Degeneration of the knee is a common condition that occurs as we age. Early problems are often minor injuries to the ligaments and meniscus, and they usually heal with conservative or surgical care. Over the age of forty, we start getting deterioration of the joint space and cartilage. Pain then becomes more consistent, and the knee moves less well and becomes swollen and stiff. Ignoring the knees becomes difficult and walking hurts, so many individuals seek medical attention.
When the simple treatments for degeneration/osteoarthritis do not work, one of the next levels of management is injectable medication. At this point in treatment, a Physical Medicine Pain expert can guide you through the best comprehensive program with the least additional pain. Usually the first level of injection is a cortisone type of injection, best done either with ultrasound or fluoroscopy. Long-acting cortisones include methylprednisolone and triamenacelone, which help control inflammation in the knee for three to six months.
The Benefits of Visculosupplements
Visculosupplements may be beneficial if steroids are not helping. These are injections of buffered hyaluronic acid that promote normal joint fluid production and lubrication. The first compound approved by the FDA was about 20 years ago – Synvisc – and is still used but has significant problems with allergic reactions. Now there are many three-dose regimens that work very well and are very purified without any issues with allergic reactions. The three-dose process may be the best to actually stimulate joint fluid production. In February a single dose regimen, Monovisc, was approved. Whether this will work well remains to be seen. Previous single dose regimens have not been quite as effective.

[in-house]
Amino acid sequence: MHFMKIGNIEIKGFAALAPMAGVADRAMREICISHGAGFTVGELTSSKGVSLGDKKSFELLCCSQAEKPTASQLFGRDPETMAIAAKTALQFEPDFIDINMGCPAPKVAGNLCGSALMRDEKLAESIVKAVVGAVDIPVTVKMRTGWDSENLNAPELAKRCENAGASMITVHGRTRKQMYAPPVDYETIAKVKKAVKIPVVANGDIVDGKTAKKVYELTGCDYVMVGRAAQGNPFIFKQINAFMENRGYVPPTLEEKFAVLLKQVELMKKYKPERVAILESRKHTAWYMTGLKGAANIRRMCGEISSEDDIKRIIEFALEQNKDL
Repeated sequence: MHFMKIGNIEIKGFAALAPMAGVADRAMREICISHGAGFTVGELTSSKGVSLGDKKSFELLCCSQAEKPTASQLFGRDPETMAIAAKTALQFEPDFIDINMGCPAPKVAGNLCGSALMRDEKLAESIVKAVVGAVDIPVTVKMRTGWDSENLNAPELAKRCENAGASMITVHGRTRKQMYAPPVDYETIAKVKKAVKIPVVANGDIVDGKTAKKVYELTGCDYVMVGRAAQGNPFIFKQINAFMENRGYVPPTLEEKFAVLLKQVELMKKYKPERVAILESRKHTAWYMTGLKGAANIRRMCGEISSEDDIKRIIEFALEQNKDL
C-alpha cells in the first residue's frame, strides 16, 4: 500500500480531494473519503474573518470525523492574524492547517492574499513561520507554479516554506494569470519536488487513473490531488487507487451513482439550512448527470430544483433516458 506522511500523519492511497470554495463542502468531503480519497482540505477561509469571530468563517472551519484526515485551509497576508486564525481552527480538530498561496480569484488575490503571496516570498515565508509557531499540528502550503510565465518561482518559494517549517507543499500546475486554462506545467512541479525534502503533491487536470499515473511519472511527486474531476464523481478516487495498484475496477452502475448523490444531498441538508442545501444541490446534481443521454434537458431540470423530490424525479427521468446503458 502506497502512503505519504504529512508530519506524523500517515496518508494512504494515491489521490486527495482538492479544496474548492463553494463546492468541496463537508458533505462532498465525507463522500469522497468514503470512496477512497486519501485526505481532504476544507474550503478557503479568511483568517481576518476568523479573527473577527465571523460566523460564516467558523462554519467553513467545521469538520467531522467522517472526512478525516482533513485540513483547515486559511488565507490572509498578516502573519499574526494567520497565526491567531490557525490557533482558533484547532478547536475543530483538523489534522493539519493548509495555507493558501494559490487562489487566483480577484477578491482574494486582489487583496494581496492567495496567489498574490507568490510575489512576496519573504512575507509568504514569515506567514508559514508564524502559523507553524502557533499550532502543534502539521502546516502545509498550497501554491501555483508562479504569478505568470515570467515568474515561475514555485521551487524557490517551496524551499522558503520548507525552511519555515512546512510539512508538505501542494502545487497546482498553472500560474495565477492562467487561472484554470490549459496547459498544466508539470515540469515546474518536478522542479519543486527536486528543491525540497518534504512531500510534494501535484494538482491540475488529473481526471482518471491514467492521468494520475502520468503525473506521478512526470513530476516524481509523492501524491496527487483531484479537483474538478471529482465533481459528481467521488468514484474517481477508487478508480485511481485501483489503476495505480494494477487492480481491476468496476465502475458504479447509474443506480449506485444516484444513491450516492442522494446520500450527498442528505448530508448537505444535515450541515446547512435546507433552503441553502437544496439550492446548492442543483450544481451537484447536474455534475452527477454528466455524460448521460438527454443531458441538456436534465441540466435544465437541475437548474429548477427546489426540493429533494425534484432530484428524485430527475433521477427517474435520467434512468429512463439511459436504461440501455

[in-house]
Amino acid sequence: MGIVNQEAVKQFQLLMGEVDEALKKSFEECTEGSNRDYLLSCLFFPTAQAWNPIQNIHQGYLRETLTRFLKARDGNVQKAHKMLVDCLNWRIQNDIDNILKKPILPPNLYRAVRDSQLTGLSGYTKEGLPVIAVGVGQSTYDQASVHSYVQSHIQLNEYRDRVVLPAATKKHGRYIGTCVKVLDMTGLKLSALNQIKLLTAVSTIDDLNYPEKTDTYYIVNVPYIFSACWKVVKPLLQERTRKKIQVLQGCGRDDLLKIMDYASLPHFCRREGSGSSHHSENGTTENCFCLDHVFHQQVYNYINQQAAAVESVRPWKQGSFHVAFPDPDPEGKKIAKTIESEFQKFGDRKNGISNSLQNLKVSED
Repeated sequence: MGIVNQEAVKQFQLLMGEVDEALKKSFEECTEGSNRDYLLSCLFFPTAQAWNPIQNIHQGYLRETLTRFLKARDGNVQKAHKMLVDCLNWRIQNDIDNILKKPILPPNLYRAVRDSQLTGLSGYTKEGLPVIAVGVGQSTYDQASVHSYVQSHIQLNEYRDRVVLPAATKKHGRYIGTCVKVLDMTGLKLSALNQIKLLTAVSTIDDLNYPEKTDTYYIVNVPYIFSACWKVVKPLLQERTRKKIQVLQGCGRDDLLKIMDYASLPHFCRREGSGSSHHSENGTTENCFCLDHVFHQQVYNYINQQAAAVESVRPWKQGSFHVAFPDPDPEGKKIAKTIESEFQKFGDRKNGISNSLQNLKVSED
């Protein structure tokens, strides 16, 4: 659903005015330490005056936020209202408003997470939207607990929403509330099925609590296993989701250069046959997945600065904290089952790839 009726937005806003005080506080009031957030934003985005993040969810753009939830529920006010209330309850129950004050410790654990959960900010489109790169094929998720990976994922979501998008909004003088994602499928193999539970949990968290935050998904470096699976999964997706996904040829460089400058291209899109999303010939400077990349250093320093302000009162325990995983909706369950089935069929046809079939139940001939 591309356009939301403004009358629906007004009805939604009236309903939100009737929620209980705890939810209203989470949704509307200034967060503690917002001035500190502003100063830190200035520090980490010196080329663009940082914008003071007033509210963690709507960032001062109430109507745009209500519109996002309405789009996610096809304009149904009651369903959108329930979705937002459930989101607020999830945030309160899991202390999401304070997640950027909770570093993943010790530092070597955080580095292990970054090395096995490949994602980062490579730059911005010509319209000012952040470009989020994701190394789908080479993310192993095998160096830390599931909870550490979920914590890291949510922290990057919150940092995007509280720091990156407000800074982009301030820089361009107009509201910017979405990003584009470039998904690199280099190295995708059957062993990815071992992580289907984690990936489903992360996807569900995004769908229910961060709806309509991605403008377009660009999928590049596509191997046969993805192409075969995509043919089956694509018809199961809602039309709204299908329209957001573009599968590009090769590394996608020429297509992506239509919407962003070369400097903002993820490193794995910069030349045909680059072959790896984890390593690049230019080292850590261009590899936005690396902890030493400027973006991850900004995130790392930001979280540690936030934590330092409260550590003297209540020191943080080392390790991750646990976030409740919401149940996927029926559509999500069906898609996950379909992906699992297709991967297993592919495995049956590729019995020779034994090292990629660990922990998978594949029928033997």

With all osteoarthritis and degeneration of the knee treatments, conservative measures with injections are necessary. Lifestyle changes including weight loss, exercise, and sometimes using adaptive equipment like braces or canes can be helpful. Using anti-inflammatory medications including creams may also help.
In the United States these visculosupplements are only approved for the use in the knee. In other countries they are used successfully in many different joints. They can be used safely in other joints, but the medication cost would be the responsibility of the patient. They have been used in the hip, pelvis, elbows, and hands. As a safe conservative treatment especially for the knee, these injections are a time-tested success.
Thomas Cohn, MD
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